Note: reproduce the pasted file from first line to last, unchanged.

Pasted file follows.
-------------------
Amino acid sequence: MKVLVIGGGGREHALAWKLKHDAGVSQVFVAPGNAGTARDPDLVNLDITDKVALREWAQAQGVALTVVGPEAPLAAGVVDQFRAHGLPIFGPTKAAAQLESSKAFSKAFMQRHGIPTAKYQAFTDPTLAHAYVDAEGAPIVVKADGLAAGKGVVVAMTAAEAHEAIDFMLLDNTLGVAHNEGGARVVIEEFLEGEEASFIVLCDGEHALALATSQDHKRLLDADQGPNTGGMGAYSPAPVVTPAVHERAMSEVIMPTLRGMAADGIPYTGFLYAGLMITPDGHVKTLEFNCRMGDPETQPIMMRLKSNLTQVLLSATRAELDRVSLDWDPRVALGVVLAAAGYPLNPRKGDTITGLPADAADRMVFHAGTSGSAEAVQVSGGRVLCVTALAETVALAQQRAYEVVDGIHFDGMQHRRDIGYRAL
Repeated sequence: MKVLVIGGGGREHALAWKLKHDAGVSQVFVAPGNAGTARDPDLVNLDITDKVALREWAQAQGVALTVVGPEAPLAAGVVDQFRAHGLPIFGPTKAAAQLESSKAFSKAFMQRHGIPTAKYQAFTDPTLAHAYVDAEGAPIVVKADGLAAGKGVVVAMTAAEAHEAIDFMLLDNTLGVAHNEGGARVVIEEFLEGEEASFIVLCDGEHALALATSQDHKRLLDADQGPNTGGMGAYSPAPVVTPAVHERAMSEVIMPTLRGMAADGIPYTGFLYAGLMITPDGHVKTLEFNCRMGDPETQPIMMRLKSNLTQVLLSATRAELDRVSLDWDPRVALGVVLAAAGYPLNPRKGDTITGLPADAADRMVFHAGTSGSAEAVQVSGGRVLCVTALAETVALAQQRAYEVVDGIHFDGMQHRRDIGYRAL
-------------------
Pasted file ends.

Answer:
Amino acid sequence: MKVLVIGGGGREHALAWKLKHDAGVSQVFVAPGNAGTARDPDLVNLDITDKVALREWAQAQGVALTVVGPEAPLAAGVVDQFRAHGLPIFGPTKAAAQLESSKAFSKAFMQRHGIPTAKYQAFTDPTLAHAYVDAEGAPIVVKADGLAAGKGVVVAMTAAEAHEAIDFMLLDNTLGVAHNEGGARVVIEEFLEGEEASFIVLCDGEHALALATSQDHKRLLDADQGPNTGGMGAYSPAPVVTPAVHERAMSEVIMPTLRGMAADGIPYTGFLYAGLMITPDGHVKTLEFNCRMGDPETQPIMMRLKSNLTQVLLSATRAELDRVSLDWDPRVALGVVLAAAGYPLNPRKGDTITGLPADAADRMVFHAGTSGSAEAVQVSGGRVLCVTALAETVALAQQRAYEVVDGIHFDGMQHRRDIGYRAL
Repeated sequence: MKVLVIGGGGREHALAWKLKHDAGVSQVFVAPGNAGTARDPDLVNLDITDKVALREWAQAQGVALTVVGPEAPLAAGVVDQFRAHGLPIFGPTKAAAQLESSKAFSKAFMQRHGIPTAKYQAFTDPTLAHAYVDAEGAPIVVKADGLAAGKGVVVAMTAAEAHEAIDFMLLDNTLGVAHNEGGARVVIEEFLEGEEASFIVLCDGEHALALATSQDHKRLLDADQGPNTGGMGAYSPAPVVTPAVHERAMSEVIMPTLRGMAADGIPYTGFLYAGLMITPDGHVKTLEFNCRMGDPETQPIMMRLKSNLTQVLLSATRAELDRVSLDWDPRVALGVVLAAAGYPLNPRKGDTITGLPADAADRMVFHAGTSGSAEAVQVSGGRVLCVTALAETVALAQQRAYEVVDGIHFDGMQHRRDIGYRAL